This morning I sacrificed sleep in order to be one of the first to see The Amazing Spider-Man. As I wrote in my previous post, I had a lot of really high expectations for this film. Not only were they met, but they were exceeded substantially.
Let me precede this with a message for the skeptics: in order to really enjoy this film, you have to completely erase the previous trilogy from your memory. This film is not a sequel, or a prequel or some exact copy adaptation of those films. It is its own interpretation of the comic book series, and should be treated as such.
One of the biggest complaints behind this film is the fact that the final film of the first trilogy was released too recently (in 2007), which means there was only a five year gap between the films However, people seem to overlook the fact that Batman was completely rebooted with Batman Begins in 2005 only eight years after the utter catastrophe, Batman & Robin.
The Amazing Spider-Man follows suit with many other super hero films of the past decade, in that it is an origin story. Not only does it show how Spider-Man came to be, but it elaborates on the reasons he became a hero and the story behind his parents’ disappearance. This inevitably led to a much darker film because, as we all know, the lives of super heroes are often hard lives to live. Not just because they come home bruised and beaten every night, but because they are always putting their lives on the line for millions of people who can’t help themselves. It takes a really messed up (albeit, also selfless) person to take on that kind of responsibility with no tangible reward for their efforts.
Despite the darker themes, The Amazing Spider-Man manages to maintain that youthfulness and light heartedness that is synonymous with the character. Peter is even cuter, funnier, and smarter in this series (Oh, you didn’t hear? Sony is already dreaming up a sequel!) and the storyline gave viewers a chance to fall in love with the character and understand him better than the past series allowed.
In my opinion, Sam Raimi’s trilogy rushed over the way that Peter became a hero and dove right into his conflict with Norman Osborn (a.k.a. the Green Goblin). In Marc Webb’s reboot, Peter is faced with tackling a not-so different villain, Dr. Curt Connors, who’s ill deeds were mostly driven by his desire to be “normal” rather than out of a desire for power or wanting to do harm to others. Admittedly, those weren’t Norman Osborn’s original intentions, but there was certainly a part of him that felt this way.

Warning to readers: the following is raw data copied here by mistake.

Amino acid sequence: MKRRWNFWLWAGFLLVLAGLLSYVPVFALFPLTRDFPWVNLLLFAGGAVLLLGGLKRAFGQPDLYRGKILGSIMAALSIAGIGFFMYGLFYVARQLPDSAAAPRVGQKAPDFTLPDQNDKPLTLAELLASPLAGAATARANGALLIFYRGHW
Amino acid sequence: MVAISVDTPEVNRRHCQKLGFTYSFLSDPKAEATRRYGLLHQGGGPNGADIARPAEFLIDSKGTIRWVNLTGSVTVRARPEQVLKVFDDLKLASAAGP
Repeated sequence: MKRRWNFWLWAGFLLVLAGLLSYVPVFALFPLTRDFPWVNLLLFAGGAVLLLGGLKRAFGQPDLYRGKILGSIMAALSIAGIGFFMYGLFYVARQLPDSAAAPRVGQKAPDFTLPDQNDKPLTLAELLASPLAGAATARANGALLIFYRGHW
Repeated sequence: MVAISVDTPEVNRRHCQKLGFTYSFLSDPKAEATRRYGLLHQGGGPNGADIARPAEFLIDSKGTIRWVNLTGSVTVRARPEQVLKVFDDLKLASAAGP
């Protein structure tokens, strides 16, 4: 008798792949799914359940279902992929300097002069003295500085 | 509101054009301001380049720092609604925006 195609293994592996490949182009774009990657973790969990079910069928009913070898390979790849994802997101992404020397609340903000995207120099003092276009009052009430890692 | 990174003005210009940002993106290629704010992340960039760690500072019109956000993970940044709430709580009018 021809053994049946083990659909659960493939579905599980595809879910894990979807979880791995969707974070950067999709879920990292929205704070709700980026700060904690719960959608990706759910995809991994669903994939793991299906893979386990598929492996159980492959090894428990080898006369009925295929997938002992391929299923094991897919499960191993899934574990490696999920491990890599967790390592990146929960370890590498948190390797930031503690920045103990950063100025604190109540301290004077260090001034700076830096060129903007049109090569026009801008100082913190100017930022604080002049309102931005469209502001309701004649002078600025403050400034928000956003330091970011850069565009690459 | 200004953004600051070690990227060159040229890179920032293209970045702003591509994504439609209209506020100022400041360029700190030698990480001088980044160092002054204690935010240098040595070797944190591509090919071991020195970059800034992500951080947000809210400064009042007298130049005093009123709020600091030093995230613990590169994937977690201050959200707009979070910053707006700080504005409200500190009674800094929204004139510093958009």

Unsurprising to me, the effects and CGI in this film were just as fantastic as I had hoped they would be. I saw the film in IMAX 3D, however, I’m sure it would be equally enjoyable in regular ol’ 2D. Except for the first person shots where Spidey was swinging around NYC, those were probably way more awesome in 3D!
On another less substantial note (or equally as substantial, depending on how you look at it), I am in love with the score and soundtrack of this film. Not only did the music fit seamlessly into the action of the film, but the lyrical songs picked were flawless. Granted, I might be a bit biased because both Big Brat by Phantom Planet and ‘Til Kingdom Come by Coldplay are at the top of my all time favorite songs list.
Another aspect of the film I found much more enjoyable was Peter’s love interest, Gwen Stacy. Honestly, I was never really a fan of Mary Jane Watson. she was so much dumber than Peter and did more to cause him problems than be at all helpful. However, Gwen challenges him intellectually and is (in some cases) smarter than he is. After finding out who Peter was, she not only wanted to help, but without that help, Peter would not have been able to stop Dr. Connors. Mary Jane’s only real talent was being able to get kidnapped easily and used as a bargaining chip. I realize that the timeline isn’t exactly right for her character (she doesn’t show up until Peter attends college) but her personality is a much better match for Peter’s, in my opinion.
Finally, but most importantly, there is the characterization of Peter Parker. Andrew Garfield is a phenomenal actor, that I’ve never doubted, however I was a bit hesitant at first when I heard he had been cast as Spider-Man last summer. However, he managed to bring the character to life in a whole new way that Tobey Maguire never did. He made the character lovable and relatable and quirky and smart and most importantly, passionate. Did I mention that he did most of his own stunts as well?
Despite my bias because of my love for Andrew Garfield, I honestly believe this film was the strongest Spiderman movie. Obviously many people will disagree for any number of reasons and the filmmakers will probably never be able to make everyone happy, however, The Amazing Spider-Man contained enough of the right ingredients to make a fantastic Spider-Man film.